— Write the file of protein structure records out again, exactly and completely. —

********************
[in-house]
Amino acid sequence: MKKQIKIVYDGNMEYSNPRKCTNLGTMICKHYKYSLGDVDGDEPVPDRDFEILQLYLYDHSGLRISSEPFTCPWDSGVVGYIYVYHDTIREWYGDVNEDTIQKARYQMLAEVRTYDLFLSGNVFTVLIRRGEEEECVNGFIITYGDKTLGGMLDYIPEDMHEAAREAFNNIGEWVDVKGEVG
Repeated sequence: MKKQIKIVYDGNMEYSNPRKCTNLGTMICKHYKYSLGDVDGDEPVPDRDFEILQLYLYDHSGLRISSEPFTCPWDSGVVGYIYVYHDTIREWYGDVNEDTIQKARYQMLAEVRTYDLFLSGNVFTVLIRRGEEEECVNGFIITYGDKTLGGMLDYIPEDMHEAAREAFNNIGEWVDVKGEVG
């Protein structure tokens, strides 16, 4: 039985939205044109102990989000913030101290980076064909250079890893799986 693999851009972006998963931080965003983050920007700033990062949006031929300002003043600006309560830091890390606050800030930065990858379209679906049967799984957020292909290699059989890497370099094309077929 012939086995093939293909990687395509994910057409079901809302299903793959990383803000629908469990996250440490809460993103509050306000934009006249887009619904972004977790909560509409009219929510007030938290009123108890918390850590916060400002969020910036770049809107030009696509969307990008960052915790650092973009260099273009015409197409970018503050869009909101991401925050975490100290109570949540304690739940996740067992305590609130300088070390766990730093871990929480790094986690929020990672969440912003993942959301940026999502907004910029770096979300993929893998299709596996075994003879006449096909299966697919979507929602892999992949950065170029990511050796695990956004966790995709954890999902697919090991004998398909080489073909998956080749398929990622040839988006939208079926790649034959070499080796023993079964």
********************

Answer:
[in-house]
Amino acid sequence: MKKQIKIVYDGNMEYSNPRKCTNLGTMICKHYKYSLGDVDGDEPVPDRDFEILQLYLYDHSGLRISSEPFTCPWDSGVVGYIYVYHDTIREWYGDVNEDTIQKARYQMLAEVRTYDLFLSGNVFTVLIRRGEEEECVNGFIITYGDKTLGGMLDYIPEDMHEAAREAFNNIGEWVDVKGEVG
Repeated sequence: MKKQIKIVYDGNMEYSNPRKCTNLGTMICKHYKYSLGDVDGDEPVPDRDFEILQLYLYDHSGLRISSEPFTCPWDSGVVGYIYVYHDTIREWYGDVNEDTIQKARYQMLAEVRTYDLFLSGNVFTVLIRRGEEEECVNGFIITYGDKTLGGMLDYIPEDMHEAAREAFNNIGEWVDVKGEVG
């Protein structure tokens, strides 16, 4: 039985939205044109102990989000913030101290980076064909250079890893799986 693999851009972006998963931080965003983050920007700033990062949006031929300002003043600006309560830091890390606050800030930065990858379209679906049967799984957020292909290699059989890497370099094309077929 012939086995093939293909990687395509994910057409079901809302299903793959990383803000629908469990996250440490809460993103509050306000934009006249887009619904972004977790909560509409009219929510007030938290009123108890918390850590916060400002969020910036770049809107030009696509969307990008960052915790650092973009260099273009015409197409970018503050869009909101991401925050975490100290109570949540304690739940996740067992305590609130300088070390766990730093871990929480790094986690929020990672969440912003993942959301940026999502907004910029770096979300993929893998299709596996075994003879006449096909299966697919979507929602892999992949950065170029990511050796695990956004966790995709954890999902697919090991004998398909080489073909998956080749398929990622040839988006939208079926790649034959070499080796023993079964």